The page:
I can't say for sure whether or not this was bad dentistry that caused the pain. But it is bad dentistry allowing it to continue unabated like this. A second opinion is in order. Unfortunately, I doubt you'll be able to get this compensated without more trouble than the money is worth, unless the dental office is reasonable. The number one issue, though, is to do what you can to get the pain stopped ASAP.

I can offer a little comfort, though - I've had two root canals, and while a little uncomfortable, they were not nearly as painful as you would think by the way people talk about them. Not only that, but the underlying pain that necessitated the work was gone for good by the time the novocaine wore off. That quick. Your (OK, her) mileage may vary, but it's typically not an evil procedure.
posted by azpenguin at 12:38 AM on March 14, 2008


I've recently received treatment for a similar problem. I had a crown put on a molar about 2 years ago that was sensitive to pressure and temperature. I finally got sick enough of it to get it checked out by an endodontist. When the crown was placed, they had to remove a significant portion of the tooth, which led to the crown being quite close to the nerve. As a result, the nerve became "irreversibly inflamed", necessitating a root canal.

Anyway, my input is this:
1. It's not necessarily bad dentistry; sometimes you take a chance on a simpler procedure that doesn't work out. However, I think the dentist should credit you for the ineffective treatment. I succeeded in having a crown redone at no cost via this rationale.

2. If at all possible, I recommend having your root canal done by an endodontist. Regular dentists can do root canals, but endodontists specialize in them. I've had two root canals, one by a dentist and one by an endodontist. The first took about 3-4 hours. The second (by the endo) was done in about 90 minutes, despite the fact that I have exceedingly long, thin, and curved roots. In both cases, the root canal was painless after the lidocaine injection.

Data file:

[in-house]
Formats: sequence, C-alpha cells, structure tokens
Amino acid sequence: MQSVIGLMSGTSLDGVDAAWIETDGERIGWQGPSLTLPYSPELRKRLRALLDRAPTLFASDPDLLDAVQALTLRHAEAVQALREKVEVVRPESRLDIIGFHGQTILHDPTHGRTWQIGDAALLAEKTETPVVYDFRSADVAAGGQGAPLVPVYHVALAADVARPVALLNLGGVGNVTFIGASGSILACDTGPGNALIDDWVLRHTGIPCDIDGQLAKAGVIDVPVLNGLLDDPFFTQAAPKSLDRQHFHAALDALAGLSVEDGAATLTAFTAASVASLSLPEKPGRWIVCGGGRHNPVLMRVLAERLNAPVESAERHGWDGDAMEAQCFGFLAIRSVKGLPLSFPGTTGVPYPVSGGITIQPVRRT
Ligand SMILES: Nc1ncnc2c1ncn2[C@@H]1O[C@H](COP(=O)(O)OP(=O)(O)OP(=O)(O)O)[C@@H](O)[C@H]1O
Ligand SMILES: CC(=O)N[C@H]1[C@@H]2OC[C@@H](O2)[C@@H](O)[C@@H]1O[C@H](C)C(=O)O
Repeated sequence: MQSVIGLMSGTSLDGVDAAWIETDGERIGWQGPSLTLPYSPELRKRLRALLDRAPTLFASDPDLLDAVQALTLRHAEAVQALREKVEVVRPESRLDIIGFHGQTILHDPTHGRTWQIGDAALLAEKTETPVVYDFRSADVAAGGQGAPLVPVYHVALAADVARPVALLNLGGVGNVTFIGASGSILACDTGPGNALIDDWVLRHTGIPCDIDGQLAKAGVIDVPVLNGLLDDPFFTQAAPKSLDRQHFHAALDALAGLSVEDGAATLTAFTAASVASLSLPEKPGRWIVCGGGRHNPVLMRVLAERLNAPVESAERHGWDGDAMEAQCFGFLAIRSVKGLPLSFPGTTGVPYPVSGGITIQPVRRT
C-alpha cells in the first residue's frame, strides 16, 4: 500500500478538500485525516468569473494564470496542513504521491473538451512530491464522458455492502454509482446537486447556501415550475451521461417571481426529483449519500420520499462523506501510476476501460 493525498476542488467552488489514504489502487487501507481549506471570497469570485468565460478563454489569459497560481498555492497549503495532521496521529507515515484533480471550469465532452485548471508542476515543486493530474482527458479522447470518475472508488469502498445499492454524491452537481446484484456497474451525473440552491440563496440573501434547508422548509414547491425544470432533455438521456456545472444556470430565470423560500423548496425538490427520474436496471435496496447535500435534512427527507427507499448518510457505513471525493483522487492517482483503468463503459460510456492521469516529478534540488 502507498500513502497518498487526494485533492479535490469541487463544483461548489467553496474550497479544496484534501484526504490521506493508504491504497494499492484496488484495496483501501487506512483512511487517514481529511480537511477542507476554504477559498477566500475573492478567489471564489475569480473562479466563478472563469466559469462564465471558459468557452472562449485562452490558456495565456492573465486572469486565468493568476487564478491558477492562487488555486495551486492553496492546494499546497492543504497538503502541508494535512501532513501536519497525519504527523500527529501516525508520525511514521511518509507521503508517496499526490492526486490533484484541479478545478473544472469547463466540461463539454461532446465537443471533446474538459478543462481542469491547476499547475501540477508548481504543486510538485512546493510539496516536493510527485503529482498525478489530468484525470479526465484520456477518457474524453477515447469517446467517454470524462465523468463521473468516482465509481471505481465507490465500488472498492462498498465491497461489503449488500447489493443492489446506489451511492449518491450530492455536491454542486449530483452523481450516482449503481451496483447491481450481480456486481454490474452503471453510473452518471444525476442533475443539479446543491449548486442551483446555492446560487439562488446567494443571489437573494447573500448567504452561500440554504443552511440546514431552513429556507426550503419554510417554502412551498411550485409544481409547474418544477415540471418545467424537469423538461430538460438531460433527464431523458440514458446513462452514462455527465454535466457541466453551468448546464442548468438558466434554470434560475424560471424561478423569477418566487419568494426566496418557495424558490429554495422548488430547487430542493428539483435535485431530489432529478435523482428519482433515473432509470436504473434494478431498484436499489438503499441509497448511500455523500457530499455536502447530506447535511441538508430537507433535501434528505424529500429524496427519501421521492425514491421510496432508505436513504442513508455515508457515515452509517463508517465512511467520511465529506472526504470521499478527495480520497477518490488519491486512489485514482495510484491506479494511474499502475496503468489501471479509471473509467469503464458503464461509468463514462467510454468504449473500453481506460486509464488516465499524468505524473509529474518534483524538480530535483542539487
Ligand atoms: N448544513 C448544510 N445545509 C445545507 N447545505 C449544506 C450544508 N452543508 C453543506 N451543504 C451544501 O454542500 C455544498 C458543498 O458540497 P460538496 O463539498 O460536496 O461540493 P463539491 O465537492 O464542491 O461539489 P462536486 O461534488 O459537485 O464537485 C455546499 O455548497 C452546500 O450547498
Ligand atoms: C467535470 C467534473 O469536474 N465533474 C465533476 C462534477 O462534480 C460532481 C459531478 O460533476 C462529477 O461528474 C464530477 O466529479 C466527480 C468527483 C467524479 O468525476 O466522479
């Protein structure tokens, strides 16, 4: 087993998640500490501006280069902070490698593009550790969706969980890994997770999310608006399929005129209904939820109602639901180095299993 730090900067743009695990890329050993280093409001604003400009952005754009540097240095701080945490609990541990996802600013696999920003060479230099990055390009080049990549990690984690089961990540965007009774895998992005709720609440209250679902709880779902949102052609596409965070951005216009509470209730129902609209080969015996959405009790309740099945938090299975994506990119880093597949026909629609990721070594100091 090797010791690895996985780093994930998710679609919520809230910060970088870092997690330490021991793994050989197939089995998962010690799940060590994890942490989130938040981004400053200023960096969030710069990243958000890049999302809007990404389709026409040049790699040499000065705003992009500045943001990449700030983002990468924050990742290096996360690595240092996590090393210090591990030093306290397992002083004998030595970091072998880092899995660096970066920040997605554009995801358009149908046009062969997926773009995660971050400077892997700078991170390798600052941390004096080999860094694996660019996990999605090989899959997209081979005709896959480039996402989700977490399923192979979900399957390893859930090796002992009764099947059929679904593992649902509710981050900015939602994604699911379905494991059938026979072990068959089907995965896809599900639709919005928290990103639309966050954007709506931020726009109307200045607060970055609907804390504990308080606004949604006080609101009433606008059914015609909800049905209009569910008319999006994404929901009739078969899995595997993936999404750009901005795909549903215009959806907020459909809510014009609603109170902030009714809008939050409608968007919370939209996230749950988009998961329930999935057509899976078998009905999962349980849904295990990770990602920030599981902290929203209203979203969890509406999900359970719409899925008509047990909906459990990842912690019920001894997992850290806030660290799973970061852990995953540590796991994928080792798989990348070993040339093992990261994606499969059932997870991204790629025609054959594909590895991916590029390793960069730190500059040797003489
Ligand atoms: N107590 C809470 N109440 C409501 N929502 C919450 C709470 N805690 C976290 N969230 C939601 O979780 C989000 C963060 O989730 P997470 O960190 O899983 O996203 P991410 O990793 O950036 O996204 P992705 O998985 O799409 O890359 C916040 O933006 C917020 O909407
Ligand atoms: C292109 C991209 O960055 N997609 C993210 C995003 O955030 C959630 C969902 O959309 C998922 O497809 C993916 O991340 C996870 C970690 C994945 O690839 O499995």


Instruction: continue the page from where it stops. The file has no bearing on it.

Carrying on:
3. Despite the fact that root canals are more "serious" than crown work, lots of dental insurance covers a larger percentage of the cost of a root canal than crowns. My co-pay for the root canal was 10% of the total cost, which was about $110.

Good luck!
posted by EKStickland at 1:16 AM on March 14, 2008


I've had a root canal (in a front tooth) without anasthesia.

The nerve was completely dead, so no pain from the drilling although the extra pressure on the abscess which the dentist was drilling into wasn't fun -- it was a huge relief when the drill bit entered the cavity. I even got to see all the gunge :)
posted by pharm at 5:20 AM on March 14, 2008


Yes, it is common (and IMO advisable) to have a root canal in conjunction with a crown.

Because later, when the root dies (which has happened to me once, and was the most excruciating pain I've ever known) most dentists are uncomfortable with knocking off the crown, and then he'll end up drilling through the crown and patching it, which just sounds wrong, to me.
posted by Rash at 11:52 AM on March 14, 2008


The possibly needing a root canal is not bad dentistry. However, having a patient be in pain for 20 days could be the sign of a not so good dentist. Every time a dentist preps a tooth for a crown, there is the possibility it could lead to the need of a root canal. (Even if the tooth was fine prior, and there was no pain.) Such is the nature of crown preps. The dentist should have explained this at the get go. The dentist might be letting her ride it out in the hopes that she could avoid having a root canal, but it would be nice if he/she offered your girlfriend some meds to keep her comfortable.
posted by jildelicious at 1:27 PM on March 14, 2008